Over the past weeks we have discussed different types of services that Inango can offer to Service Providers with a view to enhancing their offerings for residential customers. Using our Virtual Services Launcher, these services are deployed at the Providers’ data centers, yet use the in-home router to work. It is a perfect combination of leveraging an existing infra-structure in a very cost-effective, nimble and extensible way.
Today, I’d like to talk with you about a product we have developed for small business (SMB) customers. We call it pseudoLAN.
We were approached by several of our customers with a view to enabling Carrier-Class services such as MPLS pseudo-wire over low-cost, off-the-shelf routers (that many SMB’s use). Specifically, the ability to support multi-site offices, where all of the locations function together as in a single layer-2 network. Or the ability to offer remote access to people that wish to work from home (or on-the-road).
There are, of course, products for these things – but they come at a high cost, often requiring dedicated servers and sometimes even cooperation between different Providers (like a pseudo-wire crossing different SP’s). For larger corporations this is fine, but for many smaller businesses, this is not cost effective.
Our response was to develop a pseudoLAN service. It is a full layer-2 connectivity service that can combine any number of locations into a single network. Packaged into the same service is a VPN service for remote access from individual computers. For multi-site pseudoLAN, each site requires a VS-Client (in the router or in a dedicated RaspberryPi-like device). But for VPN, no client other than a standard Microsoft VPN Client is necessary. No on-site servers, or other dedicated equipment is needed.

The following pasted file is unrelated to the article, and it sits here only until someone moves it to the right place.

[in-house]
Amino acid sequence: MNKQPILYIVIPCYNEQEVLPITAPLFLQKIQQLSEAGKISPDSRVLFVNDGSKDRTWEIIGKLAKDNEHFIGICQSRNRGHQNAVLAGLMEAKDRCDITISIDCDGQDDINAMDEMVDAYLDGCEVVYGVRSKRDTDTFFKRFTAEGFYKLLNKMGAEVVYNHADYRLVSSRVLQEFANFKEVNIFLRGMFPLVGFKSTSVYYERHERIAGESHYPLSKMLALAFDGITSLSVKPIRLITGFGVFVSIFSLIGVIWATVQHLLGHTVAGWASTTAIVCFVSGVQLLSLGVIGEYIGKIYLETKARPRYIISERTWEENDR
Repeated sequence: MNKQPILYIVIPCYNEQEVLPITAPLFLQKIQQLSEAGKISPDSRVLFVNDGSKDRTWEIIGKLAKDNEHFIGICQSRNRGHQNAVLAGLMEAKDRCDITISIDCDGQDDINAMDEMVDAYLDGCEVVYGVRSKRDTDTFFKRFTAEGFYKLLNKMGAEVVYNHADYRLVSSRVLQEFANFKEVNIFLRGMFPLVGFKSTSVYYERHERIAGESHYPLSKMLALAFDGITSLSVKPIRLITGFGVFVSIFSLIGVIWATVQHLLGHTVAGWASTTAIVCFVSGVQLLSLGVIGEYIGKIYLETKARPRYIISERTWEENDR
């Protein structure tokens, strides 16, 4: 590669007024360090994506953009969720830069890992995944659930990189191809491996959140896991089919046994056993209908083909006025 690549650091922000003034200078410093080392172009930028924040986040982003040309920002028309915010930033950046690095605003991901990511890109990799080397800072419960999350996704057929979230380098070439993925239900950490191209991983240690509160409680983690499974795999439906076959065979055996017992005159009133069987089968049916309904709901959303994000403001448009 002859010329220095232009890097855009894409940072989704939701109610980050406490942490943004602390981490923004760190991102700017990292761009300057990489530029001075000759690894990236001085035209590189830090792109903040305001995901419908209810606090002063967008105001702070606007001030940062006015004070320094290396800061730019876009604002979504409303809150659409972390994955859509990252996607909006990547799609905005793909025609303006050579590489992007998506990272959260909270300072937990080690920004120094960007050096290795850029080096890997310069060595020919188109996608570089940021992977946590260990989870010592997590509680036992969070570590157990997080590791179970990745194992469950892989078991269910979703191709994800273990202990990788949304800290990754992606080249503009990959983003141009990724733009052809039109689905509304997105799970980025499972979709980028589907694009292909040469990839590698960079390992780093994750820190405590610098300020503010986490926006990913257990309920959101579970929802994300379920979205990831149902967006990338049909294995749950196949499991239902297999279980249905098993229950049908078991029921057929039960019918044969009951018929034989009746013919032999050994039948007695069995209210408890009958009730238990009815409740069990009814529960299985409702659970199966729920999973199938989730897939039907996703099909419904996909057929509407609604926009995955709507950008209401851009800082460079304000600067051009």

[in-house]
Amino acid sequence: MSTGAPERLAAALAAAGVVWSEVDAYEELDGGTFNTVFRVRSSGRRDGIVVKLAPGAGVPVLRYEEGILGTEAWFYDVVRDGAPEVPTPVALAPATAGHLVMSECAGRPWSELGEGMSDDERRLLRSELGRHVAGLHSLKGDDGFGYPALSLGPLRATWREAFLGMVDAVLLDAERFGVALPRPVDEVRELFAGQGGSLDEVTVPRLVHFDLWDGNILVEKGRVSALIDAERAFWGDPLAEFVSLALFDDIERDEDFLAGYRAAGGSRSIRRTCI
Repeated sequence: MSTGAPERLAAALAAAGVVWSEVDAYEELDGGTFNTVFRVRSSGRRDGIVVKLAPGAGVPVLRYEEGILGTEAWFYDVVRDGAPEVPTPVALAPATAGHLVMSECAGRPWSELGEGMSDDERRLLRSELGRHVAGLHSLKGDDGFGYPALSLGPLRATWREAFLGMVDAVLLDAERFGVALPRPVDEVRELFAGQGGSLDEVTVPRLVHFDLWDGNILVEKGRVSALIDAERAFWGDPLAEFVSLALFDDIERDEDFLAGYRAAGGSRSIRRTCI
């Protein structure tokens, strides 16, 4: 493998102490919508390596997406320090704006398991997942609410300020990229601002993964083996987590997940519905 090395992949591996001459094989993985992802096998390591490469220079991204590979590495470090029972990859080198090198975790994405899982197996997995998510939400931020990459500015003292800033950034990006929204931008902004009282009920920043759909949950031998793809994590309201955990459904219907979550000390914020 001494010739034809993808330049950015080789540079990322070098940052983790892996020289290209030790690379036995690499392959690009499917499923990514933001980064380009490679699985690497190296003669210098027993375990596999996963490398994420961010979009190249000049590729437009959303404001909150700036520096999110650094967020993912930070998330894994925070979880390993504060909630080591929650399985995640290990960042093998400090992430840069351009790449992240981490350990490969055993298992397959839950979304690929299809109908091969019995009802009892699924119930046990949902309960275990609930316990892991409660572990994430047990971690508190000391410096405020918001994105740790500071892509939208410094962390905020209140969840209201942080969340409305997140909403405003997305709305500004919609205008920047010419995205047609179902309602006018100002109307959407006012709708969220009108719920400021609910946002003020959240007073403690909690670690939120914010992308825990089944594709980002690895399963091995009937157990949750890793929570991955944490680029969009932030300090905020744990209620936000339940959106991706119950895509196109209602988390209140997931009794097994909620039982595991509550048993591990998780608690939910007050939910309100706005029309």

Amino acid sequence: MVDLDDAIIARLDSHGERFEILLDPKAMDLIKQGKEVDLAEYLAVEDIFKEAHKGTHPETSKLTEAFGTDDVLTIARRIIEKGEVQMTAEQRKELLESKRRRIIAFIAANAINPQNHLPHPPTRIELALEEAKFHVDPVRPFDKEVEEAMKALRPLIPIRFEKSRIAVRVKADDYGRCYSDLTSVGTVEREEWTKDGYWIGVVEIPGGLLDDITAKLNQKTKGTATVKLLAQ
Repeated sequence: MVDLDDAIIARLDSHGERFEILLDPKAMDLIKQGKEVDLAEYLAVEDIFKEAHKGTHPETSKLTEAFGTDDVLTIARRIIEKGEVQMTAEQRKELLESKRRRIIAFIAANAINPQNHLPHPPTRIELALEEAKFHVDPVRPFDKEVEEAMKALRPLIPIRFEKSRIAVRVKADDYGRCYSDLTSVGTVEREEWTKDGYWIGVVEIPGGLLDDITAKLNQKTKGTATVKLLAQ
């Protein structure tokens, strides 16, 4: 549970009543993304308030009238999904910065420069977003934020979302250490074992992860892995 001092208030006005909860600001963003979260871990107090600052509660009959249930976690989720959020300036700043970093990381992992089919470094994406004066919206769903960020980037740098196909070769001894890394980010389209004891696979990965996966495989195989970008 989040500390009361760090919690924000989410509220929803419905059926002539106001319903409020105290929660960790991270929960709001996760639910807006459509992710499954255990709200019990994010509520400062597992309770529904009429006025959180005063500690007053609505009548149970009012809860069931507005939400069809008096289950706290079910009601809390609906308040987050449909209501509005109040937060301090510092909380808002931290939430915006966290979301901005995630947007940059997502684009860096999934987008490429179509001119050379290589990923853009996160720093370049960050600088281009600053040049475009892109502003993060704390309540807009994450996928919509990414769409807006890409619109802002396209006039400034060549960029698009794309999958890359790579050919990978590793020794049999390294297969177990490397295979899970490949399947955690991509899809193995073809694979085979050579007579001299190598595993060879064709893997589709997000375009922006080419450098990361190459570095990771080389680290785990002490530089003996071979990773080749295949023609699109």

What this means is that customers with low-cost routers can benefit from Carrier-Class services at a small fraction of the price.
Implementing the service presented a few interesting challenges. If each location is connected to the same “LAN” you clearly can’t have a DHCP Server at each site. So the pseudoLAN service includes a DHCP Server as a service, including fail-handling in case connectivity to the service is lost (i.e. a site will still be able to work).
But a deeper issue was with performance, Our Launcher platform (at the data center) connects to the SMB routers via a layer-2 tunnel. Packets are forwarded across the pseudoLAN via the Launcher. Based on ONOS, which is implemented in Java, our initial performance was woeful. So the Launcher was augmented with a forwarding “booster” – a software switch (that is optionally integrated with dpdk) that off-loads the forwarding functions from ONOS. It all happens transparently, but the results are dramatic.
This is not the place for a full in-depth discussion but we’re happy to disclose more (send us an email). But the result is a real layer-2 connected network either across multiple sites or for remote users at a fraction of what most Providers currently offer.